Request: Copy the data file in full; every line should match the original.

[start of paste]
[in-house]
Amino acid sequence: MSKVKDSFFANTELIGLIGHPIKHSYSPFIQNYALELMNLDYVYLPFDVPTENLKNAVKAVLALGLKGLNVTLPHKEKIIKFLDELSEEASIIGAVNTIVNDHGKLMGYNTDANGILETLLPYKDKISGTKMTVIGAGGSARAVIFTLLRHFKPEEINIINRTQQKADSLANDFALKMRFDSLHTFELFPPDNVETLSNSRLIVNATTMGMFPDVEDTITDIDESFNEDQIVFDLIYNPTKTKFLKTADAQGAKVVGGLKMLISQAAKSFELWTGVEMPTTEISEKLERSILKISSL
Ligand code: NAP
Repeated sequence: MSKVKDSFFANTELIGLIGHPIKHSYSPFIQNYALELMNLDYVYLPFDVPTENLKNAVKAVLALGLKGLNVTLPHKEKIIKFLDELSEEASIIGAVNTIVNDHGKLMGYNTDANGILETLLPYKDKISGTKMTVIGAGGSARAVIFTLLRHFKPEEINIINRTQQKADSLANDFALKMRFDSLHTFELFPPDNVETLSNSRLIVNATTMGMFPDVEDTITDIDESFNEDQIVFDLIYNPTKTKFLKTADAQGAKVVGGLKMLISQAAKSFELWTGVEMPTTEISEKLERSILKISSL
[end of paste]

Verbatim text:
[in-house]
Amino acid sequence: MSKVKDSFFANTELIGLIGHPIKHSYSPFIQNYALELMNLDYVYLPFDVPTENLKNAVKAVLALGLKGLNVTLPHKEKIIKFLDELSEEASIIGAVNTIVNDHGKLMGYNTDANGILETLLPYKDKISGTKMTVIGAGGSARAVIFTLLRHFKPEEINIINRTQQKADSLANDFALKMRFDSLHTFELFPPDNVETLSNSRLIVNATTMGMFPDVEDTITDIDESFNEDQIVFDLIYNPTKTKFLKTADAQGAKVVGGLKMLISQAAKSFELWTGVEMPTTEISEKLERSILKISSL
Ligand code: NAP
Repeated sequence: MSKVKDSFFANTELIGLIGHPIKHSYSPFIQNYALELMNLDYVYLPFDVPTENLKNAVKAVLALGLKGLNVTLPHKEKIIKFLDELSEEASIIGAVNTIVNDHGKLMGYNTDANGILETLLPYKDKISGTKMTVIGAGGSARAVIFTLLRHFKPEEINIINRTQQKADSLANDFALKMRFDSLHTFELFPPDNVETLSNSRLIVNATTMGMFPDVEDTITDIDESFNEDQIVFDLIYNPTKTKFLKTADAQGAKVVGGLKMLISQAAKSFELWTGVEMPTTEISEKLERSILKISSL